eBooks, Sleep, and the Threat To Your Rectum
If you need a good reason to put down the eReader and pick up some print, how's colorectal cancer strike you?
Okay, that's being a bit alarmist. But a recent small study at Brigham and Women’s Hospital in Boston concluded that reading from a light-emitting device before bed can have some pretty harsh effects on a person's sleep.
We found that, compared with reading a printed book in reflected light, reading a LE-eBook in the hours before bedtime decreased subjective sleepiness, decreased EEG delta/theta activity, and suppressed the late evening rise of pineal melatonin secretion during the time that the book was being read. We also found that, compared with reading a printed book, reading an LE-eBook in the hours before bedtime lengthened sleep latency; delayed the phase of the endogenous circadian pacemaker that drives the timing of daily rhythms of melatonin secretion, sleep propensity, and REM sleep propensity; and impaired morning alertness.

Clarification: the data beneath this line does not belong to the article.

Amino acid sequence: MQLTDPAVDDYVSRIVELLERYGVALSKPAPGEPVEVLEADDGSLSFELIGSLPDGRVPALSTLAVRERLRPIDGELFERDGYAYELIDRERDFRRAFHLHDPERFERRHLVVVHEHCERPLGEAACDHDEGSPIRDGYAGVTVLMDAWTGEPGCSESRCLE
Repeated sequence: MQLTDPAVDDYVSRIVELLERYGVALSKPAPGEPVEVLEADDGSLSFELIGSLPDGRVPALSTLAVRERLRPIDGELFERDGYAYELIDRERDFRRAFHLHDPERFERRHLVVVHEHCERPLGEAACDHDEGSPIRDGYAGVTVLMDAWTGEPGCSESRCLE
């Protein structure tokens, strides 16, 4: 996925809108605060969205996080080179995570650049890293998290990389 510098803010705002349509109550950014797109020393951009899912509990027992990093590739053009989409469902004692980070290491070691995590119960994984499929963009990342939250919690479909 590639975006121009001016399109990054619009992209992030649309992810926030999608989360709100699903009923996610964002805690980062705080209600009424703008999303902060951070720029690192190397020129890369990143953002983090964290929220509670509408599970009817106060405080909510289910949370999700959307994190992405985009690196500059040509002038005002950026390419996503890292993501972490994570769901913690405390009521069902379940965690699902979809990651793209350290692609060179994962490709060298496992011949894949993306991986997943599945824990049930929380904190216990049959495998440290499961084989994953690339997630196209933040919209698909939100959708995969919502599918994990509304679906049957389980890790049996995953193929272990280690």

That's some scientific stuff, and if you stayed up late reading on your iPad and your brain's not quite ready to roll yet, the quick and dirty version is that reading from a device that emits its own light makes it take longer to fall asleep, which is crappy, messes up the normal human sleep cycle, which is also crappy, and ultimately means you're not ready to read science in the morning.
It turns out that melatonin suppression has been linked to breast cancer, colorectal cancer, and prostate cancer, and in fact night shift work has recently been classified a probable carcinogen by the World Health Organization.
Interestingly enough, other items classified as "probably" carcinogens along with "Shiftwork that involves circadian disruption" are:
"Hairdresser or barber (workplace exposure as)",
"Frying, emissions from high-temperature"
"Art glass, glass containers, and press ware (manufacture of)"
Which means my combination salon/KFC/head shop/natural food mart is going to be a real problem.
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